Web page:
A free market would produce a cycling network paid for by private funds. These funds would be investor funds, user fees, and reinvested profit from private entities who owned the network. The companies who owned the network would have a profit incentive to build the safest, and most innovative network the cycling market (users) could purchase. Such a private company would never consider it could make a profit by placing 15mph cyclists on glass laden barely useable “bike lanes” called shoulders where cars zip by often within inches at 50 mph.

    The Free Market does not produce equality through government subsidy(tax, borrowing at interest through banks). The Free Market produces winners and losers. The winners in a free market would be a cycling network for cyclists, and a highway system for automobile users. They would be own by private companies with a profit incentive to innovate and provide the safest roadways for it’s customers. They would police and set up their own system to collect the fees. Their system would work because the users would demand a convenient system. Think cell phones, computers, and televisions. Prices come down from innovation, and we receive better bang for the buck. The same would hold true for cyclists, as well as automobile users. In a fee market we’d have the best trail system our (users) money could buy.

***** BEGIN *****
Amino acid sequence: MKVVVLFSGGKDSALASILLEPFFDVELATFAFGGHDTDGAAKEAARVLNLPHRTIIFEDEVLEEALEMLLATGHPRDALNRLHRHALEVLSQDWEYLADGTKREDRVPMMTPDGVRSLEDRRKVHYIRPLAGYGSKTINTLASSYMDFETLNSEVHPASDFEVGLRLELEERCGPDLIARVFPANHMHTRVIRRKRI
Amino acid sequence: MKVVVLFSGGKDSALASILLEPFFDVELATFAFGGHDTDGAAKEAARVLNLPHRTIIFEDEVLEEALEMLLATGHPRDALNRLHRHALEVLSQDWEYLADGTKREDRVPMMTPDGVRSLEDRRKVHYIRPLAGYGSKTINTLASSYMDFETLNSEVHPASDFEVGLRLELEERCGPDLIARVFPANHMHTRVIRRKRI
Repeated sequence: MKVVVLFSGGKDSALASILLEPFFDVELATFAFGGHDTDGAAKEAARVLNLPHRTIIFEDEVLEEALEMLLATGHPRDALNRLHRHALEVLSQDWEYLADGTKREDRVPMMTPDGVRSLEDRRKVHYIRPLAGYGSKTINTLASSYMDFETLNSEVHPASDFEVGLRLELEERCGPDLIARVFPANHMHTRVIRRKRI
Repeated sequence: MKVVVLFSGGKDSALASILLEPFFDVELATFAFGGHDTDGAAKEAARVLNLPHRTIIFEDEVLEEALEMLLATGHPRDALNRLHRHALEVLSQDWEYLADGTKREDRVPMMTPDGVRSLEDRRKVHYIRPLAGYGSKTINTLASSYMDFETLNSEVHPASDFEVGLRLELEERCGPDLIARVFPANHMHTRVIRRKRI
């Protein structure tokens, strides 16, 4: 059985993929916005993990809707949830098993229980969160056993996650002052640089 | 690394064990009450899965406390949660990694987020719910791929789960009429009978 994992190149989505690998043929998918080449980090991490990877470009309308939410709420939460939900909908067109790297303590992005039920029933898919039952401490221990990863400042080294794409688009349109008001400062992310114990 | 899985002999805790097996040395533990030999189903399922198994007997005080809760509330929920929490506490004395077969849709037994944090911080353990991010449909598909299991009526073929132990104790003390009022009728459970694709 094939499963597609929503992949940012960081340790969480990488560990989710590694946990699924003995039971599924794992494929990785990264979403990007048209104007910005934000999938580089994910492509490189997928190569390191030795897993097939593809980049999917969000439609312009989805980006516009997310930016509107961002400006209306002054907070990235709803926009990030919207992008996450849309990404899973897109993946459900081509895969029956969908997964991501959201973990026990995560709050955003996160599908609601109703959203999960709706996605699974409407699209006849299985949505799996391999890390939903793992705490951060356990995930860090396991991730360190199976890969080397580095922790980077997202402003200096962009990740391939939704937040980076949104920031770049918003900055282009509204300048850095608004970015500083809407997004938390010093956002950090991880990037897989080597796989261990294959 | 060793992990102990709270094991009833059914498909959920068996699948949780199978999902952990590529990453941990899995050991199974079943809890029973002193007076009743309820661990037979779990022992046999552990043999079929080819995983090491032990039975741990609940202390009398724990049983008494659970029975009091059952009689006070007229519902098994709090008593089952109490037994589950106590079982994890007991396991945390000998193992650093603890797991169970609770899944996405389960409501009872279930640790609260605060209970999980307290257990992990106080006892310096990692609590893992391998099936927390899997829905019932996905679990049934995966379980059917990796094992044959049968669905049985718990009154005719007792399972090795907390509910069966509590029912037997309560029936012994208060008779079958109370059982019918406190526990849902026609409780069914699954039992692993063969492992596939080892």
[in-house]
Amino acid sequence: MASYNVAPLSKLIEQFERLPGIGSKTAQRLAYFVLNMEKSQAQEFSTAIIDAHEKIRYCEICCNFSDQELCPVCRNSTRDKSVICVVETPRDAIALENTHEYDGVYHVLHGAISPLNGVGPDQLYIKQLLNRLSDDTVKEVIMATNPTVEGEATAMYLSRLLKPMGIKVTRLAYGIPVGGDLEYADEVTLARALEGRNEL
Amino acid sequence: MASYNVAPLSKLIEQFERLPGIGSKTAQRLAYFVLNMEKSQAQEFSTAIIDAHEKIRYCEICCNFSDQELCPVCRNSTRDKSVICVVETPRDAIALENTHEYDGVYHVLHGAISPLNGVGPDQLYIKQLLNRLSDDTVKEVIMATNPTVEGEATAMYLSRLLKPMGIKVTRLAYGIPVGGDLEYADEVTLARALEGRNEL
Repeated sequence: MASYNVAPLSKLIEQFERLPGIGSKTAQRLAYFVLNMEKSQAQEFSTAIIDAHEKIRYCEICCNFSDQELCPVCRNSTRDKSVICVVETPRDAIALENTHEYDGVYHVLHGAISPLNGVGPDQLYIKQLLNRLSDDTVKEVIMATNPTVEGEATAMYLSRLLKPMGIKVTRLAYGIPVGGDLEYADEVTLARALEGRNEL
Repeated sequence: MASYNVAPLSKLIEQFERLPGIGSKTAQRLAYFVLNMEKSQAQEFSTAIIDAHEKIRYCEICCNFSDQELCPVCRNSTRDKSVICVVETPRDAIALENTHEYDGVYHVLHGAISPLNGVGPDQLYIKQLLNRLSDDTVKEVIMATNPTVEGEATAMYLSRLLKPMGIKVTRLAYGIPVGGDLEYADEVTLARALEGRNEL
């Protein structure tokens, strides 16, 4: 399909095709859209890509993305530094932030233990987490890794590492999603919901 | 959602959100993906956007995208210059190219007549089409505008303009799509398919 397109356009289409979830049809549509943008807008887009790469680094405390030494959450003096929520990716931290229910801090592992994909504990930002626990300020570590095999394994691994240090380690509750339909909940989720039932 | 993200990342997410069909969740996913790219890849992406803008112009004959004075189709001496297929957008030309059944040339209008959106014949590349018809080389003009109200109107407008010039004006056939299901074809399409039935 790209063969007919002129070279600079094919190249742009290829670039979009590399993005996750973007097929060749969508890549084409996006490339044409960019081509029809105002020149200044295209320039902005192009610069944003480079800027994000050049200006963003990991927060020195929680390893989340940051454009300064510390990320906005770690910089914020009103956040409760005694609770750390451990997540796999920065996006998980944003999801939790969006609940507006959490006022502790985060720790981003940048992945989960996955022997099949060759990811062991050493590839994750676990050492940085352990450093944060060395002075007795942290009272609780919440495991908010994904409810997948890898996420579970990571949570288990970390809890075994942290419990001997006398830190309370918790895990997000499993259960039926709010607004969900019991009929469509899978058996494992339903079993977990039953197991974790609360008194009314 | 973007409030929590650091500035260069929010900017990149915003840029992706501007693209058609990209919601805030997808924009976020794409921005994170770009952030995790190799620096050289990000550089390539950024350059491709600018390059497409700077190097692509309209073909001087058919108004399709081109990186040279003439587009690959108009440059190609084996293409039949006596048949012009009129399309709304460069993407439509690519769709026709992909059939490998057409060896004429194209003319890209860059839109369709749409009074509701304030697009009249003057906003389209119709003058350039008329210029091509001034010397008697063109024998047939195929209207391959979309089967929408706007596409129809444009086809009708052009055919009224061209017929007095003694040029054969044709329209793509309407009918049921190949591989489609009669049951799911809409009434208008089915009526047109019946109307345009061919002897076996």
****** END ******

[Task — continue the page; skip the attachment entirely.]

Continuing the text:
I would gladly live in a free market, where I could choose what services to buy and which ones to allow to whither on the vine. In America, when it comes to the road system, or farms, or trains, or airlines, or 53% of the population receiving some government “entitlement”, we do not have that option.

    Please be very careful whom you ask to fund a”Free Market” cycling network. Your solution is no different than the one that forces us to fund the highway system cyclists mostly cannot use.

    • Fred Says:

      Trying to separate the “free” market from the government is like trying to separate a head from a person’s body. Taxes are not theft, they are a personal responsibility of every citizen.